Monday, August 15, 2011

Cougar Joan

This time, we are going forward in Ms. Crawford's career to her 1956 film Autumn Leaves.  Joan plays a lonely spinster, Milly Weatherby, who works from her home as a typist, and has given up on finding someone with whom to share her life.  One day, as she eats alone in a crowded restaurant, she is interrupted by a young man - the restaurant is crowded, could he eat with her, rather than wait for a table.  Though Millie is reluctant, she agrees, and finds herself drawn to the rather odd Burt Hanson (Cliff Roberson).  They date; she breaks it off - primarily because she is in her early forties, while Burt is about 30.  Burt however, will have none of this, and continues to pursue her, finally convincing her to marry him.  Though happy with him, Millie finds that Burt is lying to her, first about small things (like the daily presents he brings her) and finally a huge one - revealed when his ex-wife (Vera Miles as Virginia Hanson) shows up at their door.
In the hands of a different director, we felt this little melodrama could have been quite touching.  But directed by Robert Aldrich, famous for action pictures like The Dirty Dozen and the ultimate in horror camp, Whatever Happened to Baby Jane?, this film goes WAY over the top.  Witness Cliff Robertson's performance, as Burt becomes ill.  Had it been AFTER 1960, we would have said he was (badly) aping Anthony Perkins in Psycho.  However, we can't use that excuse here; Robertson is all but required to froth at the mouth to portray Burt's descent into madness (gee, couldn't Aldrich have watched such subtle performances as the Olivia de Havilland in The Snake Pit, and Ray Milland in The Lost Weekend?)  Poor Joan is left trying to make Milly sympathetic - which she does do, but it is a lot of work!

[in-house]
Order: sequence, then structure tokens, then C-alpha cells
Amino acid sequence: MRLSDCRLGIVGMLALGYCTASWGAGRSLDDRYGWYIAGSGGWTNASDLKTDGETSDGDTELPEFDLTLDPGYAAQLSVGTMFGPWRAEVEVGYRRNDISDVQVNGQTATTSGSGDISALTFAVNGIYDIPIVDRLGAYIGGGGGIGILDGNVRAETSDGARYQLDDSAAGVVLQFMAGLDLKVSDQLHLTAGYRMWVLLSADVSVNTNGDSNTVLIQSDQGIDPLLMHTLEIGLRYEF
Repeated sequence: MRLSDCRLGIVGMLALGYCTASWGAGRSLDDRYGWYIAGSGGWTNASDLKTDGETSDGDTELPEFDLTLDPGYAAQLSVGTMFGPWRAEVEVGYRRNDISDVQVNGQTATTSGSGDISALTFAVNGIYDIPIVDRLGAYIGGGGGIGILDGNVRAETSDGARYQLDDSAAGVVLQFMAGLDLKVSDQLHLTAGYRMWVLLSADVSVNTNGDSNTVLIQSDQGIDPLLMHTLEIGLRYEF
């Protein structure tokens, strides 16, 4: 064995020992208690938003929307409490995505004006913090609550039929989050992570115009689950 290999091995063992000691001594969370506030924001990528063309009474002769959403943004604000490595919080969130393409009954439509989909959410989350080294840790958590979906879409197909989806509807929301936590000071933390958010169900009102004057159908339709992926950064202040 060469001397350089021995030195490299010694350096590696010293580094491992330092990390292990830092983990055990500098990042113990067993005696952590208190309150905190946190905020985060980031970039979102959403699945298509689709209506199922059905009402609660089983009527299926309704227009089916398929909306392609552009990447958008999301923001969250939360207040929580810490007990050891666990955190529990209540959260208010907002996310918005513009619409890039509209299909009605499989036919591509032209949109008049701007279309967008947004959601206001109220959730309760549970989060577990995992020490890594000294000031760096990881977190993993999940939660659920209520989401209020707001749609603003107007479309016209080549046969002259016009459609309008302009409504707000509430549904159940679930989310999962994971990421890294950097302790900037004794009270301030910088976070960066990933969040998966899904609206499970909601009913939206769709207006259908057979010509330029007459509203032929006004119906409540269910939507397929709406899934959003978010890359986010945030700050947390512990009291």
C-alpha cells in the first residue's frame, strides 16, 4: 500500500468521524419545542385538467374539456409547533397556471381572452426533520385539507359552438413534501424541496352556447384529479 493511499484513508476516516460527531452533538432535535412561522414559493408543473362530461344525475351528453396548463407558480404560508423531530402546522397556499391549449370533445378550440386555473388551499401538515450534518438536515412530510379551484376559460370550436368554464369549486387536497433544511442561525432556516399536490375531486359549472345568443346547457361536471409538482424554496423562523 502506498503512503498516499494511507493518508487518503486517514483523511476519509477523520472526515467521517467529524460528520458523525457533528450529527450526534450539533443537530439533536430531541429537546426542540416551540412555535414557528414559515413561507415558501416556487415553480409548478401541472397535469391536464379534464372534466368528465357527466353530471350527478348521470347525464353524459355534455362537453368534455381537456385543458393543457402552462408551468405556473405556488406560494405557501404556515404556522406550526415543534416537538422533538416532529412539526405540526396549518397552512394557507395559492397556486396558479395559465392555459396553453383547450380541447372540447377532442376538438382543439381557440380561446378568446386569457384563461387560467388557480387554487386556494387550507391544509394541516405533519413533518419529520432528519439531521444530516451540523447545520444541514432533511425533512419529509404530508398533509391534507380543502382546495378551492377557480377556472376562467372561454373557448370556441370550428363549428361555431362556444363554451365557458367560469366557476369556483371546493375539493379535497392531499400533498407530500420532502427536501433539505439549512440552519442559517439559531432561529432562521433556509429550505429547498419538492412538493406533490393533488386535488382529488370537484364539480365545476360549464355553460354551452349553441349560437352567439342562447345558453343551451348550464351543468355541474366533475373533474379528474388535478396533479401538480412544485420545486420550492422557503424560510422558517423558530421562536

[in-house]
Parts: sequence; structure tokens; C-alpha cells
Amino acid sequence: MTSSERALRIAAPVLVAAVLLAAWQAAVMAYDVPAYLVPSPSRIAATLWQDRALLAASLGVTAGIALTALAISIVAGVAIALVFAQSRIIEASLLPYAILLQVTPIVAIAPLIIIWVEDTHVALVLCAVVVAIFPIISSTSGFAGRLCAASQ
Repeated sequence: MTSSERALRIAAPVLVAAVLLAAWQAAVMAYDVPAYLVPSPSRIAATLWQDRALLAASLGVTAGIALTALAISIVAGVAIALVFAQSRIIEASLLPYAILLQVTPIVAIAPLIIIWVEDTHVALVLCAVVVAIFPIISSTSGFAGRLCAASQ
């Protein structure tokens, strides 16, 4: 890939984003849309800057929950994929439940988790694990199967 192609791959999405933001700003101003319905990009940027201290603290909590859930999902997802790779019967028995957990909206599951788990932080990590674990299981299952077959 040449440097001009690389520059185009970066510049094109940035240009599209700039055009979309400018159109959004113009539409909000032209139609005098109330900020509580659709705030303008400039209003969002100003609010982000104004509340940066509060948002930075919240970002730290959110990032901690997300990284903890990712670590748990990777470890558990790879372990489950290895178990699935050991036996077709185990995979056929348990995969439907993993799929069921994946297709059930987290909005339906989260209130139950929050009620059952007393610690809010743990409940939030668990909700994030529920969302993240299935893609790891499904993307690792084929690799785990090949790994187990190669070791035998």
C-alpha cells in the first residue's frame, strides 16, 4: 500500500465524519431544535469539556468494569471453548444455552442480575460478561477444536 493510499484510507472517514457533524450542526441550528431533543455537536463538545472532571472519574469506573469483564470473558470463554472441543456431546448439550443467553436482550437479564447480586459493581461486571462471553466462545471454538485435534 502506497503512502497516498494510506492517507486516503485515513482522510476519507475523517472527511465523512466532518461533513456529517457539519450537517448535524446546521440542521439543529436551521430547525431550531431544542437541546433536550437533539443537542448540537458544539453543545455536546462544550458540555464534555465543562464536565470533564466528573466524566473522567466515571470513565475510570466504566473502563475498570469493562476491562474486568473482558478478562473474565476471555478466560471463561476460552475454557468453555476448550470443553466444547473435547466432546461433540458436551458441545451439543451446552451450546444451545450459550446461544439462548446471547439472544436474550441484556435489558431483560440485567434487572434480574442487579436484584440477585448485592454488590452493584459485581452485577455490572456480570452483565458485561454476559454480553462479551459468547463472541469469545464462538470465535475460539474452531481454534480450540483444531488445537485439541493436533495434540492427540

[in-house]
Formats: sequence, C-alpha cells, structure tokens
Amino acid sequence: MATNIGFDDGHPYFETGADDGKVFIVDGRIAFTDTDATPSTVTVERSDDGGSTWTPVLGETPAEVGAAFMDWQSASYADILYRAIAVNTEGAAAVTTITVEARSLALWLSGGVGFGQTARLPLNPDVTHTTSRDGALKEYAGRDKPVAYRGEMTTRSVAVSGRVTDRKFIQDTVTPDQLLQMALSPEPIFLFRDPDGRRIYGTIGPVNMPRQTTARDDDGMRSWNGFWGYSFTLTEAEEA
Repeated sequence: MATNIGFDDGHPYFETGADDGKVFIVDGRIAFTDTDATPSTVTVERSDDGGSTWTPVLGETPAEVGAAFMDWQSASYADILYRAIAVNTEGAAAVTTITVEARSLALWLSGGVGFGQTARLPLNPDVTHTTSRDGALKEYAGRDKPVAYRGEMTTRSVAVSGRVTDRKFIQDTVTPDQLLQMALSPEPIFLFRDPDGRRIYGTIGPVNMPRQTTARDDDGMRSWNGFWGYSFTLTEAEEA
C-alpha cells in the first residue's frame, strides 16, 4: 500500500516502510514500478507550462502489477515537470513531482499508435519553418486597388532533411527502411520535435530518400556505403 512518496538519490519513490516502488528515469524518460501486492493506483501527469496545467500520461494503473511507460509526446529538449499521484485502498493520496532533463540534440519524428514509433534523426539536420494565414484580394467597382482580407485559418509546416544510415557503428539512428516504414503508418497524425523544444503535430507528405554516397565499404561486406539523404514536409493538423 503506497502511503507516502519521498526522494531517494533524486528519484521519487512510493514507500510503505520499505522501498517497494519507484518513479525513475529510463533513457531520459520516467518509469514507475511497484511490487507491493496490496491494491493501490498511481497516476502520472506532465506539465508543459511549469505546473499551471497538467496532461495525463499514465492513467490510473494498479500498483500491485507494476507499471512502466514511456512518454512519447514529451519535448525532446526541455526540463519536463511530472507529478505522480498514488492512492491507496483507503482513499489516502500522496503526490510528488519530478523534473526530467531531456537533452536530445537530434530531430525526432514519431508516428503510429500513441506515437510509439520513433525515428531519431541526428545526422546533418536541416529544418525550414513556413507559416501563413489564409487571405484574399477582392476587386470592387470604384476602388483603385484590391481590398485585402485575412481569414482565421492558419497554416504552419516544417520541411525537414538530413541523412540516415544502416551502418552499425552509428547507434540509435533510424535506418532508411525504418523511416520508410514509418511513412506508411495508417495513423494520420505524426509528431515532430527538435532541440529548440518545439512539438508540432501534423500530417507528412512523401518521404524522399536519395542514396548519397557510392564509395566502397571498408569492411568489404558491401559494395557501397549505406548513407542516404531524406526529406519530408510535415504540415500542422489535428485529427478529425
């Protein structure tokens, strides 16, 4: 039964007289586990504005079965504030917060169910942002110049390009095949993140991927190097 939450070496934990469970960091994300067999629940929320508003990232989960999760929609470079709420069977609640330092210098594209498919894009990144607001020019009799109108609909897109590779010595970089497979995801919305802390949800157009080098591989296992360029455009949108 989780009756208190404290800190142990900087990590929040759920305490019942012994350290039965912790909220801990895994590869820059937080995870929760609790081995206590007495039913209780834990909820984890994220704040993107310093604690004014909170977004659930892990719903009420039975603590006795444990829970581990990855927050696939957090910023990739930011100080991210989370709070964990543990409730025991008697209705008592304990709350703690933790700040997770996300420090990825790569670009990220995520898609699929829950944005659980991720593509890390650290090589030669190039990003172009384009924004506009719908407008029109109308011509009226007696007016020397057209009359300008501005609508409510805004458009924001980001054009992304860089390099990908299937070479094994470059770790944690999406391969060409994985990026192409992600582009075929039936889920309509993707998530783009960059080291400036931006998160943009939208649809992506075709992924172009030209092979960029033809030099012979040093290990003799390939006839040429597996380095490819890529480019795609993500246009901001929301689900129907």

We did enjoy seeing Vera Miles, even though the part is small. Ms. Miles is catty, manipulative, and having a relationship with her father-in-law that is quite sickening. Here she is meeting Milly for the first time:

And watch for Lorne Greene, pre-Bonanza, already playing older than his years. Like Ms. Miles, his character is totally reprehensible, more than he really needs to be.  

On the plus side, it was a genuine pleasure to hear the title song sung by Nat King Cole! And Ms. Crawford really is able to make the most of minimal script to give a well-rounded character.

More Crawford coming up soon - and some Carole Lombard (we hope), thanks to Summer Under the Stars!

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